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Fossils of Bird With Record Wingspan Found in Antarctica

Let’s get the record wingspan measurement out of the way first: 21 feet or 6.4 meters. That’s double the wingspan of the albatross, the largest bird flying today!

Almost three years ago, remains began to appear of what we believed could be this bird. Then we found a bone that confirmed that it was a pelagornithid.

Carolina Acosta Hospitaleche, author of a report on the discovery in the Journal of Paleontology, says scientist from the Natural Sciences Museum of La Pampa, Argentina, confirmed that fossils discovered in 2013 at an Argentine research base on the Antarctic island of Marambio are from a bony-toothed pelagornithid that flew 50 million years ago with the widest wingspan ever seen.

What this record-breaking bird may have looked like in flight

What this record-breaking bird may have looked like trying to take off

How did these birds get so big? The planet was going through a warming period at that time and there was plenty to eat. Not only that, they had a vast dining area to choose from, says Marcos Cenizo, the director of the museum.

The shape of their wings allowed them to glide and cross large distances across the oceans.

For comparison, the wingspan of today’s wandering albatross can reach almost 12 feet (3.65 meters) and the Andean condor can reach 10 feet (3.2 meters). But this Antarctic pelagornithid wasn’t just wide, it was tall too. The reports say researchers speculate a bird with the record wingspan that could reach 16.4 feet (5 meters) tall and some with smaller wingspans could stand up to 7 meters (22 feet) in height. (That doesn’t seem to match the illustrations but who’s going to argue with the experts?)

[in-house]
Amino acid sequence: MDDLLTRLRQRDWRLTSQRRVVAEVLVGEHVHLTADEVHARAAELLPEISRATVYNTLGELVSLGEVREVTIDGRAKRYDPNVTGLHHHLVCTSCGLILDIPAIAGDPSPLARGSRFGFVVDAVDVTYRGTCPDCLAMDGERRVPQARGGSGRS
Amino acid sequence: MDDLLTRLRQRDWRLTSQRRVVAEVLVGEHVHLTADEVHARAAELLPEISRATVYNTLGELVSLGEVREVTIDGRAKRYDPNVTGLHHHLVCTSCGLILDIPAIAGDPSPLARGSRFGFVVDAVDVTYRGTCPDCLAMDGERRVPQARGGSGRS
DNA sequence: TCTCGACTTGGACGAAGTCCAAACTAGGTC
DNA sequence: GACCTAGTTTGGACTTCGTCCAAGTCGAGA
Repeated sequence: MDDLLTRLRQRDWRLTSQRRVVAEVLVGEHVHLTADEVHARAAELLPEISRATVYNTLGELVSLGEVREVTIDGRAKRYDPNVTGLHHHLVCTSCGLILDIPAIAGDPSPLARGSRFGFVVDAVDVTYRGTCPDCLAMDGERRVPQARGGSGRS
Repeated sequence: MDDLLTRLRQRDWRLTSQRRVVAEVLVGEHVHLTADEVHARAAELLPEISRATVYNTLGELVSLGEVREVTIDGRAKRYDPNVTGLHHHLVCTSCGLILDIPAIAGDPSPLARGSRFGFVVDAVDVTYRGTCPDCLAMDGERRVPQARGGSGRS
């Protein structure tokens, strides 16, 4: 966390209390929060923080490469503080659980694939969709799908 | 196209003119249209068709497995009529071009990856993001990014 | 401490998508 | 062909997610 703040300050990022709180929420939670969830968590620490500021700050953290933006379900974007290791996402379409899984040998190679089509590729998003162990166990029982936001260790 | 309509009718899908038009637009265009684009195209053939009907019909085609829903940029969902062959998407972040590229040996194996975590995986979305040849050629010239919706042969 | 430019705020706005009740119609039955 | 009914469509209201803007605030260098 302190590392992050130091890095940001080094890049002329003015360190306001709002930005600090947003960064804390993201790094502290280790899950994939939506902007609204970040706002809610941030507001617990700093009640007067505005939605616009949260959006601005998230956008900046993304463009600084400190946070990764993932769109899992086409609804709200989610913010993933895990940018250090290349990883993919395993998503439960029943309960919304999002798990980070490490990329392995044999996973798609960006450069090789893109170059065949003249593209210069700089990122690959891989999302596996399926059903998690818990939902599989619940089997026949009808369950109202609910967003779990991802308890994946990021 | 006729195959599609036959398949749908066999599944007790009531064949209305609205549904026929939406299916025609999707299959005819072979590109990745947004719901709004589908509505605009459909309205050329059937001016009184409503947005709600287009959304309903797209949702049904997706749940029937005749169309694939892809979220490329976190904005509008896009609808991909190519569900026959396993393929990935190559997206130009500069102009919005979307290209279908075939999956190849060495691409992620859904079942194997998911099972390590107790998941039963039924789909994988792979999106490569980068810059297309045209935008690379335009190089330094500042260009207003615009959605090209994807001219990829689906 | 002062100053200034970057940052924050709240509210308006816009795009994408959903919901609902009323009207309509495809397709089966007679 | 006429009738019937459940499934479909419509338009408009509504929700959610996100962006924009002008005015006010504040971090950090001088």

Comparison of a pelagornithid wingspan to a condor and an albatross

Comparison of a pelagornithid wingspan to a condor and an albatross

Before you start envying other creatures from that era dining on 10-foot barbecued wings, the experts say this boney-toothed bird was bony all over – weighing at most 35 kilograms (77 pounds).

As more fossils are uncovered in Antarctica, there’s a good chance more record-breaking creatures will be found.

Are paleontologists excited? Think about how you feel when you’re digging around the bottom of your freezer and find that huge frozen turkey you forgot about.

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Paul Seaburn is the editor at Mysterious Universe and its most prolific writer. He’s written for TV shows such as "The Tonight Show", "Politically Incorrect" and an award-winning children’s program. He's been published in “The New York Times" and "Huffington Post” and has co-authored numerous collections of trivia, puzzles and humor. His “What in the World!” podcast is a fun look at the latest weird and paranormal news, strange sports stories and odd trivia. Paul likes to add a bit of humor to each MU post he crafts. After all, the mysterious doesn't always have to be serious.
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